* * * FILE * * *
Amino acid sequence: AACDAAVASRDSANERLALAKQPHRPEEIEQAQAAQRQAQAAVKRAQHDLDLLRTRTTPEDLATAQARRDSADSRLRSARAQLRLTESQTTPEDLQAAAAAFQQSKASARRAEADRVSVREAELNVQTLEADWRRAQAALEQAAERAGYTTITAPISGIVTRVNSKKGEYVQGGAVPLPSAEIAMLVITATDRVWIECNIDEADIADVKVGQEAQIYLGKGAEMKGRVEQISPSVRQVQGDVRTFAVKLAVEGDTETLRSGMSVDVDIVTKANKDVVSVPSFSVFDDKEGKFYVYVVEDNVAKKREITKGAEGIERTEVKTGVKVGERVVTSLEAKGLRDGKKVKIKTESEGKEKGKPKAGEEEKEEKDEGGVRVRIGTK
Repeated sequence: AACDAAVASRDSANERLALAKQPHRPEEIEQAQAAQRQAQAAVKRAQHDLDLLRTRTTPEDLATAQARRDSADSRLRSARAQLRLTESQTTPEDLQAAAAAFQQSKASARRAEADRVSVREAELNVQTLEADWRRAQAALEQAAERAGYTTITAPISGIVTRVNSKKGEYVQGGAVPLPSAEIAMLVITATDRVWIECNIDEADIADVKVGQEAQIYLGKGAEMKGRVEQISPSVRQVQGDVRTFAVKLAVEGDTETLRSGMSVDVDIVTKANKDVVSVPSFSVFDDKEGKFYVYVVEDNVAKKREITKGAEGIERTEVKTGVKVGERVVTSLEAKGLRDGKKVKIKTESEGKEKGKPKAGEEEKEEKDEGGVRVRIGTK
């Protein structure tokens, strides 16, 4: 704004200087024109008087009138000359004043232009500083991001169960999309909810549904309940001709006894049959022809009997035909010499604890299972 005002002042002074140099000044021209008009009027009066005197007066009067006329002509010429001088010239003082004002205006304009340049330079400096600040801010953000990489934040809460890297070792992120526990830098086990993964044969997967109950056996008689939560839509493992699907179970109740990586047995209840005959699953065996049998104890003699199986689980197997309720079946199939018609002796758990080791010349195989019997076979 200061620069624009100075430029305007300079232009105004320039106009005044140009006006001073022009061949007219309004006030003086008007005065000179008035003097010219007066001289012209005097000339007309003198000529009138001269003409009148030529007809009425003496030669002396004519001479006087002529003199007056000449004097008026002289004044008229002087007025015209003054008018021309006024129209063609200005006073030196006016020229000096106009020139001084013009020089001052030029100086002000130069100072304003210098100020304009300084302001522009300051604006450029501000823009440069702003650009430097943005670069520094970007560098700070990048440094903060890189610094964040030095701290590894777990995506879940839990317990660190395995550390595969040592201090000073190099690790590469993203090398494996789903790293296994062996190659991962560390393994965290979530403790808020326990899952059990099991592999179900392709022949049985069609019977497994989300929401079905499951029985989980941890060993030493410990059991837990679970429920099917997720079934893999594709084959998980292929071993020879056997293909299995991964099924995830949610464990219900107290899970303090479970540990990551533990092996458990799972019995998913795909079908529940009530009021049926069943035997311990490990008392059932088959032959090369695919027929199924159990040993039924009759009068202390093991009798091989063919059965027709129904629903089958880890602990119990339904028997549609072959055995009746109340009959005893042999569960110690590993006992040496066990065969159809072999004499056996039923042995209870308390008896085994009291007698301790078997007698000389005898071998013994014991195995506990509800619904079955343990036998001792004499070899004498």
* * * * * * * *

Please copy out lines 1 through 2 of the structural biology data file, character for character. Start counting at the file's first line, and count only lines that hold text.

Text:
Amino acid sequence: AACDAAVASRDSANERLALAKQPHRPEEIEQAQAAQRQAQAAVKRAQHDLDLLRTRTTPEDLATAQARRDSADSRLRSARAQLRLTESQTTPEDLQAAAAAFQQSKASARRAEADRVSVREAELNVQTLEADWRRAQAALEQAAERAGYTTITAPISGIVTRVNSKKGEYVQGGAVPLPSAEIAMLVITATDRVWIECNIDEADIADVKVGQEAQIYLGKGAEMKGRVEQISPSVRQVQGDVRTFAVKLAVEGDTETLRSGMSVDVDIVTKANKDVVSVPSFSVFDDKEGKFYVYVVEDNVAKKREITKGAEGIERTEVKTGVKVGERVVTSLEAKGLRDGKKVKIKTESEGKEKGKPKAGEEEKEEKDEGGVRVRIGTK
Repeated sequence: AACDAAVASRDSANERLALAKQPHRPEEIEQAQAAQRQAQAAVKRAQHDLDLLRTRTTPEDLATAQARRDSADSRLRSARAQLRLTESQTTPEDLQAAAAAFQQSKASARRAEADRVSVREAELNVQTLEADWRRAQAALEQAAERAGYTTITAPISGIVTRVNSKKGEYVQGGAVPLPSAEIAMLVITATDRVWIECNIDEADIADVKVGQEAQIYLGKGAEMKGRVEQISPSVRQVQGDVRTFAVKLAVEGDTETLRSGMSVDVDIVTKANKDVVSVPSFSVFDDKEGKFYVYVVEDNVAKKREITKGAEGIERTEVKTGVKVGERVVTSLEAKGLRDGKKVKIKTESEGKEKGKPKAGEEEKEEKDEGGVRVRIGTK